Intel LGA1366 Stock Cooler: Good Enough?

Cooling
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MP3 SOUND RECORDINGS

These recordings were made with a high resolution, lab quality, digital recording system inside SPCR's own 11 dBA ambient anechoic chamber, then converted to LAME 128kbps encoded MP3s. We've listened long and hard to ensure there is no audible degradation from the original WAV files to these MP3s. They represent a quick snapshot of what we heard during the review.

These recordings are intended to give you an idea of how the product sounds in actual use — one meter is a reasonable typical distance between a computer or computer component and your ear. The recording contains stretches of ambient noise that you can use to judge the relative loudness of the subject. Be aware that very quiet subjects may not be audible — if we couldn't hear it from one meter, chances are we couldn't record it either!

The recording starts with 5~10 second segments of room ambiance, then the fan at various levels. For the most realistic results, set the volume so that the starting ambient level is just barely audible, then don't change the volume setting again.

FINAL THOUGHTS

The Intel Core i7-920 stock heatsink has the ability to run fairly quiet at lower fan speeds, and with proper PWM control and an enclosure muffling it, should only be noticed by the most nimble-eared. On load however, it cannot sustain reasonable temperatures without ramping up to close to full speed. In our case, we had to stop testing once the fan was undervolted below 10V (21~22 dBA@1m) as the CPU came close to failing due to heat. It performs terribly and with undesirable levels of noise, making it a fitting example of the "just good enough" stock cooler.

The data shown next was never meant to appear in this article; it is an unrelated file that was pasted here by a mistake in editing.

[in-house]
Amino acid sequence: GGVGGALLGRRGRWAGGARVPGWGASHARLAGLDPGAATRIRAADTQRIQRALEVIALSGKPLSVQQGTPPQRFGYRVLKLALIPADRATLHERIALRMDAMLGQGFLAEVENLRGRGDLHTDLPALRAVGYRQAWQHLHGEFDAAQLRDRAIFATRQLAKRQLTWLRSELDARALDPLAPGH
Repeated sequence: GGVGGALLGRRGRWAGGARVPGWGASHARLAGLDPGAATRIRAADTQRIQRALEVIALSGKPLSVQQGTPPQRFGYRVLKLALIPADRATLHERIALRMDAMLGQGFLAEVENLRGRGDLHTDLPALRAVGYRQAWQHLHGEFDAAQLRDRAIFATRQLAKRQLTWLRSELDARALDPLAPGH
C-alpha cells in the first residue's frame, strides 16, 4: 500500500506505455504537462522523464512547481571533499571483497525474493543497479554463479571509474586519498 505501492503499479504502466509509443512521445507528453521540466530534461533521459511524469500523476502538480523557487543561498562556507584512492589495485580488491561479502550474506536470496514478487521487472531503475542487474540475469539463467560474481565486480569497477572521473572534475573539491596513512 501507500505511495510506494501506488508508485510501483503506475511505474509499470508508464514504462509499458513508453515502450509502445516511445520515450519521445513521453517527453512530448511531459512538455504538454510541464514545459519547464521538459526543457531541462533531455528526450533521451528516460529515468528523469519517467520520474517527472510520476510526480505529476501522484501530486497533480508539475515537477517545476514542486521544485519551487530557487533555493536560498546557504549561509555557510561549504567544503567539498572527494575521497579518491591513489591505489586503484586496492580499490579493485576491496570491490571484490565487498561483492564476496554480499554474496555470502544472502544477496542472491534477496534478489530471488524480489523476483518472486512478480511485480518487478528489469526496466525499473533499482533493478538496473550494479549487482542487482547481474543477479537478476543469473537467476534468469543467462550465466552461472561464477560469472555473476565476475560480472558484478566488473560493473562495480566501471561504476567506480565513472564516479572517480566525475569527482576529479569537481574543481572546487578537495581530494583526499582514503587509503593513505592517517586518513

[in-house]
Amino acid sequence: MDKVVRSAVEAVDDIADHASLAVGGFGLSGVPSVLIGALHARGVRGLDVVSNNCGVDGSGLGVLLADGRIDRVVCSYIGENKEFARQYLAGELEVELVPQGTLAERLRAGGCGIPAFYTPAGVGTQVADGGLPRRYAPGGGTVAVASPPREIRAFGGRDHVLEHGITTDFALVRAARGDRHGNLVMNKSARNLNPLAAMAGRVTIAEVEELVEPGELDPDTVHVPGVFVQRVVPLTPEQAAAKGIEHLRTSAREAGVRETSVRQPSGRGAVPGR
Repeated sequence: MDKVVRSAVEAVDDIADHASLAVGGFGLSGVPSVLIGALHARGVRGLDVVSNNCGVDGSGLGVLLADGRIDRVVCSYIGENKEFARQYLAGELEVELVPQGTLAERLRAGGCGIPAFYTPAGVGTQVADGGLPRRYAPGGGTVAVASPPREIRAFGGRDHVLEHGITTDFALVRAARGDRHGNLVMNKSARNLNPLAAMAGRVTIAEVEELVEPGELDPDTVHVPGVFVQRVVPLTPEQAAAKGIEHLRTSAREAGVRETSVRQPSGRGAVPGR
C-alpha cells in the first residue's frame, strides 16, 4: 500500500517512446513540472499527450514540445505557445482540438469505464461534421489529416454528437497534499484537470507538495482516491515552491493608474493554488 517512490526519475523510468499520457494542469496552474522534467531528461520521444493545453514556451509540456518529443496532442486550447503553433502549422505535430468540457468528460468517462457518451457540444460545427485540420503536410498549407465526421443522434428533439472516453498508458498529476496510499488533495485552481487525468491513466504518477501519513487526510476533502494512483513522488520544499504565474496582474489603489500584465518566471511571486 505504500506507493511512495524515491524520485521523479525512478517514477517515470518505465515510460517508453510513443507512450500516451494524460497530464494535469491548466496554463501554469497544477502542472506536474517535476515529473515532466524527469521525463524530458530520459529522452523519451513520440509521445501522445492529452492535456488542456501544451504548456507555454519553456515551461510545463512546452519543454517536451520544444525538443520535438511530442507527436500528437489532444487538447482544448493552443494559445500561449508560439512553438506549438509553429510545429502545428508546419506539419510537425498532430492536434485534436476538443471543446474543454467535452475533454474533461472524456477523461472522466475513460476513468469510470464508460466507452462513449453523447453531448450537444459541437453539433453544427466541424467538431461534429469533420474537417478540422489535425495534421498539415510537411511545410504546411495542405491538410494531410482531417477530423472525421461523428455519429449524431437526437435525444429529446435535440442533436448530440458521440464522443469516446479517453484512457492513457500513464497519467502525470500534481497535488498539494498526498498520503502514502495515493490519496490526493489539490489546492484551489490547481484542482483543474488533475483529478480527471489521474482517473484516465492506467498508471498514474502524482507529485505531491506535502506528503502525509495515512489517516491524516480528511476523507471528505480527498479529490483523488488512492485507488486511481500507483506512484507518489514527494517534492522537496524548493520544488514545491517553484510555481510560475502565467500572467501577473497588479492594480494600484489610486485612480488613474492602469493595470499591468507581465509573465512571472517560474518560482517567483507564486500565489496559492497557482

We were surprised to see how well the Intel Core i7-980X stock heatsink performed. Sure, it's a tower heatpipe cooler much larger than the i7-920 heatsink, but with tightly packed fins and a frameless fan with a big hub, we weren't expecting the level of cooling proficiency it displayed. At high fan speeds, it cooled very well, but howled like a banshee. At low fan speeds it sounded worse than the average fan, but delivered very good thermal results, more or less matching the Scythe Ninja Mini at equivalent noise levels. However, given the acoustic quality of the Intel stock fan, we would say the Ninja Mini is a step ahead. The i7-980X cooler also put a pretty good beating on the Scythe Samurai ZZ, holding a 10°C lead over it at the 15 dBA level.

From what we can tell, the 10 cm stock fan is essential to the i7-980X cooler's strong performance — it fared significantly worse with our reference 92 mm fan. The stock fan sounds terrible though and is begging to be replaced with say a 10 cm Scythe Slip Stream. The thumbscrew and backplate mounting system may also give it an edge as its main competition uses pushpins for installation. Whatever the reason(s), the fact this stock heatsink is competitive with smaller aftermarket US$30+ coolers is impressive, though we would be remiss not to point out that it currently only ships with the Core i7-980X — a close to US$1000 processor! Hopefully Intel plans on improving the fan acoustics and including this cooler with their more affordable hex-core processors in the future.

Our thanks to Intel for the stock heatsink samples.

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